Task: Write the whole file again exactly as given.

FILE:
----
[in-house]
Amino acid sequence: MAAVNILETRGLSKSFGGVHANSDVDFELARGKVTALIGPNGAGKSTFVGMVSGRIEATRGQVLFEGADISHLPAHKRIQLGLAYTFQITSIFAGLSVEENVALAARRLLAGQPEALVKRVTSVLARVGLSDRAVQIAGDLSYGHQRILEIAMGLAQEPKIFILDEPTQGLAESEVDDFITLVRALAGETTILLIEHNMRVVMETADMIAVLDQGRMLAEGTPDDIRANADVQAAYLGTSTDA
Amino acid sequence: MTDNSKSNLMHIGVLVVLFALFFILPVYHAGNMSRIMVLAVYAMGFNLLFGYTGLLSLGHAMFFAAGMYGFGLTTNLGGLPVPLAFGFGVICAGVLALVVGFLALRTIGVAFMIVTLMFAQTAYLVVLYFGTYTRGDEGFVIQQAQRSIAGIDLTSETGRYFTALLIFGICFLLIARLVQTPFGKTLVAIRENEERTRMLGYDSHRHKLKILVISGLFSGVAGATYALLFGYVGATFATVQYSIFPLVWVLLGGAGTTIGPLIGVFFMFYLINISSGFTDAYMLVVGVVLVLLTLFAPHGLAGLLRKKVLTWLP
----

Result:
[in-house]
Amino acid sequence: MAAVNILETRGLSKSFGGVHANSDVDFELARGKVTALIGPNGAGKSTFVGMVSGRIEATRGQVLFEGADISHLPAHKRIQLGLAYTFQITSIFAGLSVEENVALAARRLLAGQPEALVKRVTSVLARVGLSDRAVQIAGDLSYGHQRILEIAMGLAQEPKIFILDEPTQGLAESEVDDFITLVRALAGETTILLIEHNMRVVMETADMIAVLDQGRMLAEGTPDDIRANADVQAAYLGTSTDA
Amino acid sequence: MTDNSKSNLMHIGVLVVLFALFFILPVYHAGNMSRIMVLAVYAMGFNLLFGYTGLLSLGHAMFFAAGMYGFGLTTNLGGLPVPLAFGFGVICAGVLALVVGFLALRTIGVAFMIVTLMFAQTAYLVVLYFGTYTRGDEGFVIQQAQRSIAGIDLTSETGRYFTALLIFGICFLLIARLVQTPFGKTLVAIRENEERTRMLGYDSHRHKLKILVISGLFSGVAGATYALLFGYVGATFATVQYSIFPLVWVLLGGAGTTIGPLIGVFFMFYLINISSGFTDAYMLVVGVVLVLLTLFAPHGLAGLLRKKVLTWLP